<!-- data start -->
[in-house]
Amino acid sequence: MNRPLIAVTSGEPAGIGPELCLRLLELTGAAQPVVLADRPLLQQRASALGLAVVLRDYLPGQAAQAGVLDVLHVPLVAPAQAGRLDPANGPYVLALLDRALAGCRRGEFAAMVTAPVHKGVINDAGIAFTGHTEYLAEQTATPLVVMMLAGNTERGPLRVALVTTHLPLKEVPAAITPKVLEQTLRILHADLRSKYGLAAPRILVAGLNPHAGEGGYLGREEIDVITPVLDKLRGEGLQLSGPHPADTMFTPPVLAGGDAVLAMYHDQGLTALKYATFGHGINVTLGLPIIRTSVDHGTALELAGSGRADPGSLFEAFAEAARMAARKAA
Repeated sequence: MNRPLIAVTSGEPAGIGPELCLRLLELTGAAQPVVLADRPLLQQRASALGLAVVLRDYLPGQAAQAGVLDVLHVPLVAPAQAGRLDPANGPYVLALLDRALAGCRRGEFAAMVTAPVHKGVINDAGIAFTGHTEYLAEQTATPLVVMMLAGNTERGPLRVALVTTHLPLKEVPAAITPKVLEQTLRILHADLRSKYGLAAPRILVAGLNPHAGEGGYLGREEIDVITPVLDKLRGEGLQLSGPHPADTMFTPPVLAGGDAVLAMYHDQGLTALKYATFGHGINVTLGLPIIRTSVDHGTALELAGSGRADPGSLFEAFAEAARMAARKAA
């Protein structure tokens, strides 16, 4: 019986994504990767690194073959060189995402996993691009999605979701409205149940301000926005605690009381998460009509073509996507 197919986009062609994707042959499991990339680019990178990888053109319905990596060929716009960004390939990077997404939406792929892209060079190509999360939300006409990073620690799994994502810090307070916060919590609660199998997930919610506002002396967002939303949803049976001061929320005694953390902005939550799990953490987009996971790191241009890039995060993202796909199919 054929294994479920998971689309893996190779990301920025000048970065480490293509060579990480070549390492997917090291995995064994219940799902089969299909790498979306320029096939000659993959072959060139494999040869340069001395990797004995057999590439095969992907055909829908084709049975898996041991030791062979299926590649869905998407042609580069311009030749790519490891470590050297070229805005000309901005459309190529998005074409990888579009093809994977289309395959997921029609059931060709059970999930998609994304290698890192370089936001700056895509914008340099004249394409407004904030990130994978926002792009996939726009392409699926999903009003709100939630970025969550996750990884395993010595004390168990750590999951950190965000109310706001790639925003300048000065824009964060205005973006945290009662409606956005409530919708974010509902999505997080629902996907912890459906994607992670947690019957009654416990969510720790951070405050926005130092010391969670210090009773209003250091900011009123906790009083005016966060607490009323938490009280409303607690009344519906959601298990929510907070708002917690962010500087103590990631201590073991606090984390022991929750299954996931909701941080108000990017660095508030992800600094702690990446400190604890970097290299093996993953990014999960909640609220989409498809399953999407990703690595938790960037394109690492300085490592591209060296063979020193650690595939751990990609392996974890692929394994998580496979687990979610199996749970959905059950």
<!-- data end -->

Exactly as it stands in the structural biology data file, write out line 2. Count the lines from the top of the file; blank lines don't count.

Amino acid sequence: MNRPLIAVTSGEPAGIGPELCLRLLELTGAAQPVVLADRPLLQQRASALGLAVVLRDYLPGQAAQAGVLDVLHVPLVAPAQAGRLDPANGPYVLALLDRALAGCRRGEFAAMVTAPVHKGVINDAGIAFTGHTEYLAEQTATPLVVMMLAGNTERGPLRVALVTTHLPLKEVPAAITPKVLEQTLRILHADLRSKYGLAAPRILVAGLNPHAGEGGYLGREEIDVITPVLDKLRGEGLQLSGPHPADTMFTPPVLAGGDAVLAMYHDQGLTALKYATFGHGINVTLGLPIIRTSVDHGTALELAGSGRADPGSLFEAFAEAARMAARKAA